I have yogurt crusted in my hair
and strawberry stickiness plastered on my skin.
I'm not a awkward, clumsy slob of an adult -
I have an enthusiastic nearly 9-month-old baby girl
who "shares" her lunch with her mama.
When I look at this beautiful baby,
I see her coy, teasing smile.
I ache for her long, dark eyelashes.
I touch the soft, chubby bracelets
of baby fat around her wrists.
I feel her giggles with my entire heart.
And I sense my grandma's spirit in her.
My maternal grandmother, Irene,
passed away last month
after a swift decline in health.
In 2010, she'd been independent
and fairly healthy, a sassy 82 years old.
In 2011, she was robbed
of that independence and health,
stolen by an infection and a stroke.
Grandma and I were always close - we had a lot in common.
We shared connections to journalism,
a love of crafting
and a talent for decorating cakes
(her's far greater than mine).
We also share a name - my middle name is Irene,
something that remained a part of me
even after marriage changed my maiden name.
It wasn't hard for my husband and I
to pick a name for our daughter.
In our pre-pregnancy
"when we have kids" conversations,
the first name was always, always Elizabeth.
Classic, with plenty of opportunity
for variations and nicknames as her personality evolved.
We'd gone back and forth
between middle names for a bit,
though - we liked "Grace"
because it was simple,
elegant, sounded good with Elizabeth.
"Anne" was another name we liked,
one with familial ties.
But "Irene" was always the leader
in the clubhouse
because of the deep meaning it carried.
After we found out
our first child was going to be a girl,
it didn't take long to decide
(especially because the deciding vote
was cast by the one
who carried around 30+ pounds
of baby in July in Florida).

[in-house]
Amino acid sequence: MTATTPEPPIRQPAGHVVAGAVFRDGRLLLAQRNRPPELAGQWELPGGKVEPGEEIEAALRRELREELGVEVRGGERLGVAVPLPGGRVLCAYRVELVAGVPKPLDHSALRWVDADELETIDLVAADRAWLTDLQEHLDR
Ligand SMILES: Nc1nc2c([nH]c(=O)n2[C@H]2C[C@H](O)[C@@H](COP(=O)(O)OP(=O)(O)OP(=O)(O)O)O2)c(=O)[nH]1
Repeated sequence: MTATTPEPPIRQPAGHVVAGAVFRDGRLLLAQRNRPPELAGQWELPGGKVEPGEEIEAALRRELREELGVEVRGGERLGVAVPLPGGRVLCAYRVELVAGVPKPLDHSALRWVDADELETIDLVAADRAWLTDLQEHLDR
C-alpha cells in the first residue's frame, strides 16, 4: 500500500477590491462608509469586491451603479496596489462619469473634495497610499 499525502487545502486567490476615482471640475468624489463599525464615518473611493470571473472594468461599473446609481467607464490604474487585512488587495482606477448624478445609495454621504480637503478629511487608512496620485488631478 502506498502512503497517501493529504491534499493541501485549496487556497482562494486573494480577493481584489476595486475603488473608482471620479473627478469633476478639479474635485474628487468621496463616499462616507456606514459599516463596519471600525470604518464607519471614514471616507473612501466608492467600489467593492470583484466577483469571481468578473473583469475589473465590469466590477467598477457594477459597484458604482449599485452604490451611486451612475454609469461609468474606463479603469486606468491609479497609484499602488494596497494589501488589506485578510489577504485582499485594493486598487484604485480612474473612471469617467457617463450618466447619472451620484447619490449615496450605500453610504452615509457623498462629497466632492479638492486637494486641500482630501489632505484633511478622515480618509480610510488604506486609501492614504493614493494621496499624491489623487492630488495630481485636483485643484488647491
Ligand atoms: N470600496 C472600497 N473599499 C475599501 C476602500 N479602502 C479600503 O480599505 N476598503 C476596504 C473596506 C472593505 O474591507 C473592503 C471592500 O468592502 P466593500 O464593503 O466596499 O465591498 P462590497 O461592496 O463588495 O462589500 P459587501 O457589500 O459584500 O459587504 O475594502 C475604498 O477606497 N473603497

Our daughter was going to be named
Elizabeth ("Elle") Irene.
For the last five years,
I've lived 1,000 miles away from Grandma.
We saw each other once or twice a year
but kept in touch with cards and phone calls.
When she found out I was pregnant with a little girl -
one of two great-granddaughters born in 2010 -
she squealed with excitement.
She came to my baby shower and hugged me and my bump.
Grandma met Elle when she was just 10 weeks old.
I watched Grandma coo at her,
rock her to sleep and do "tummy time" with her.
Those memories are priceless now,
as are the stories I will tell Elle
about her great-grandmother.
About how she was a loving,
courageous, strong woman
who would have done anything
and everything for her three sons
and their families.
Her six grandchildren.
Her two great-granddaughters.
About how she always told us
to "Go with God."
About how she never let anyone
leave her home hungry
or without a plate or three of leftovers.
About how she was an amazing person
who I am grateful to have had in my life
for as long as I did.
Grandma sent me
my first Mother's Day card ever -
last year, when I was about 6.5 months pregnant.
It brings me comfort
to know that we "had" that holiday together
since she isn't physically here this year,
but as I look at Elle,
marveling in the fact
that I'm this little person's mother,
I know that Grandma will always be with us.
to read more
of her beautiful writing
and family life.